Virginia Lamb Wilson, a retired floral designer who years ago painted daisies to transform them into the fake black-eyed Susans that blanket the winner of the Preakness Stakes, died of cancer Sunday at Gilchrist Center for Hospice Care. The Roland Park resident was 85.
Born Virginia Lamb in Wilson, N.C., she moved to Baltimore as a 5-year-old when her parents were building a home at 8 Merrymount Road.
She attended Girls Latin School and in 1937 married J. Hofmann Wilson, a Koppers Co. foreman, and moved a few doors away to 18 Merrymount Road, where she lived until she moved to a seniors apartment building in Towson two years ago. Her husband died in 1960.
After her husband's death, she taught preschool at Episcopal Church of the Redeemer, where she was a member.
In the early 1970s, she was hired by Roland Park Florist. Later, she worked for Jerry Geary Florist on Park Heights Avenue, where she annually helped paint the centers of yellow daisies for the traditional blanket of the official state flower, the black-eyed Susan, which is not in bloom when the race is run each May.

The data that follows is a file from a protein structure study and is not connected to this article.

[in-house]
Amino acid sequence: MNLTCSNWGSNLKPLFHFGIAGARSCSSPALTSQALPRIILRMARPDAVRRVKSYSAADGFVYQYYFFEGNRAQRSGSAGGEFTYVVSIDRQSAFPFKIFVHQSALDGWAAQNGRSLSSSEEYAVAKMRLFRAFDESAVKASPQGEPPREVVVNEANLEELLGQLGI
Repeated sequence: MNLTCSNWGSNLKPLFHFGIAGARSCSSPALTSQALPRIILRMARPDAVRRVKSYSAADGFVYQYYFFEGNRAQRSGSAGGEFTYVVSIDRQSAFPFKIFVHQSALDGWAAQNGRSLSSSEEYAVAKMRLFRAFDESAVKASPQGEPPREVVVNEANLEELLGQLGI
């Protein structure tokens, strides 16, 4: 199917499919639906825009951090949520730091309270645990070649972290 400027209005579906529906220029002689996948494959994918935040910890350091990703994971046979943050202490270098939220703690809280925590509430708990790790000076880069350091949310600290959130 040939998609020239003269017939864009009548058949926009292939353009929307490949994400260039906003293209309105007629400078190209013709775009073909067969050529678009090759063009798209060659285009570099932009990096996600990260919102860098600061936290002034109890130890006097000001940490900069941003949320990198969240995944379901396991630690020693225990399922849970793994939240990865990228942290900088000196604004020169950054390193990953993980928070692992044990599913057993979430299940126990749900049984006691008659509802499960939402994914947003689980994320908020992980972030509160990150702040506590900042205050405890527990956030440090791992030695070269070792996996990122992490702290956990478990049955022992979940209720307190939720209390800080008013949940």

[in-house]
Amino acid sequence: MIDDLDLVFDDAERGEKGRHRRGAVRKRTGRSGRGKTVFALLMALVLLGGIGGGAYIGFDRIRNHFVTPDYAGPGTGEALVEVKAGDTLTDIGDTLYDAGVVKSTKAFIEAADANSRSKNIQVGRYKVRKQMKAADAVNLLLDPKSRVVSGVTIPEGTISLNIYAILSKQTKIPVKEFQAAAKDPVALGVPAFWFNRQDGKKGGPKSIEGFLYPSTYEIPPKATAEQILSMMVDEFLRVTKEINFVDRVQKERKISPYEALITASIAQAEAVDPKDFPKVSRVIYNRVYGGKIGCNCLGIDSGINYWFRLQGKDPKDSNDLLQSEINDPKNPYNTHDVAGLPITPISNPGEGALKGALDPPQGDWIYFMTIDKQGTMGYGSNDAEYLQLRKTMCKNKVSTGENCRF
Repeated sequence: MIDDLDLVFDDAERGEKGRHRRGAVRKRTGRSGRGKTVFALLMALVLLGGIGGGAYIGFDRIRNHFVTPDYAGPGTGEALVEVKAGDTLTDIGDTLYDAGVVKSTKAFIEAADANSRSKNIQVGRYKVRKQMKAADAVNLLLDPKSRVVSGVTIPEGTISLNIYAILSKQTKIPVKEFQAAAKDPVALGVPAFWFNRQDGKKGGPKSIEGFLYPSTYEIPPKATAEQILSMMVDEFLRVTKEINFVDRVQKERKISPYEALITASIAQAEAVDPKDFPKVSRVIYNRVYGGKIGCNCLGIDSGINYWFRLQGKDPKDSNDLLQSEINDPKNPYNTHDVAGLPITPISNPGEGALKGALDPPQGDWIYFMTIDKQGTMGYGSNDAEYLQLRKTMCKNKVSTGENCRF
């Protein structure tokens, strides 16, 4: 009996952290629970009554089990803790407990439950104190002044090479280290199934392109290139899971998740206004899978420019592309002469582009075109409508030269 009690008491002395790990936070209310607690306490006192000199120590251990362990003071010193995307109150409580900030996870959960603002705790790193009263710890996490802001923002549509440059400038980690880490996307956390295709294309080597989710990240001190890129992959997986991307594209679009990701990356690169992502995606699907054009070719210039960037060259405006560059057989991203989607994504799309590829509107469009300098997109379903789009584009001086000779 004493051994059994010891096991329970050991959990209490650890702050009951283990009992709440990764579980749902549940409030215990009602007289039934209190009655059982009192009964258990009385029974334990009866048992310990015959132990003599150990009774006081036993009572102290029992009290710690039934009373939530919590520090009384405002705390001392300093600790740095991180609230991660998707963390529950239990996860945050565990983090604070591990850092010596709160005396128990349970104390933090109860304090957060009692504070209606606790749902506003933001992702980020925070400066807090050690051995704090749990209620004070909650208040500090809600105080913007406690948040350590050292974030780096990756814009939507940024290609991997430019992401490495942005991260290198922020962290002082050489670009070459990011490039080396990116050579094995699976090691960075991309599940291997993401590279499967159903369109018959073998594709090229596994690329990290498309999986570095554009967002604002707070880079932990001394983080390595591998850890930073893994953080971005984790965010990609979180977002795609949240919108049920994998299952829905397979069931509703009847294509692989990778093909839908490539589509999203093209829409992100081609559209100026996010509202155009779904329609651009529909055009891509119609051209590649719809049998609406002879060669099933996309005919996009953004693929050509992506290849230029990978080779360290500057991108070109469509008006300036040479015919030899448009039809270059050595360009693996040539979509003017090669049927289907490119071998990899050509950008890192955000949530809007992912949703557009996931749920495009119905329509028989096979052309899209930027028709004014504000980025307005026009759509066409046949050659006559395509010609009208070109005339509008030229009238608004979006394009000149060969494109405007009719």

She retired in 1980.
A memorial service will be held at 11 a.m. Aug. 26 at Church of the Redeemer, 5603 N. Charles St.
Survivors include a son, Cameron Stansbury Wilson of Baltimore; three daughters, Juliane Wilson Monroe of Berkeley, Calif., Rebecca MacRae Wilson of Baltimore and Virginia Louisa Leonnig of Beaverton, Ore.; two brothers, Wilson G. Lamb of Parkville and Christopher Lamb of Baltimore; two sisters, Mary McCubbin of State College, Pa., and Farinda Atkinson of Blue Bell, Pa.; nine grandchildren; and 14 great-grandchildren.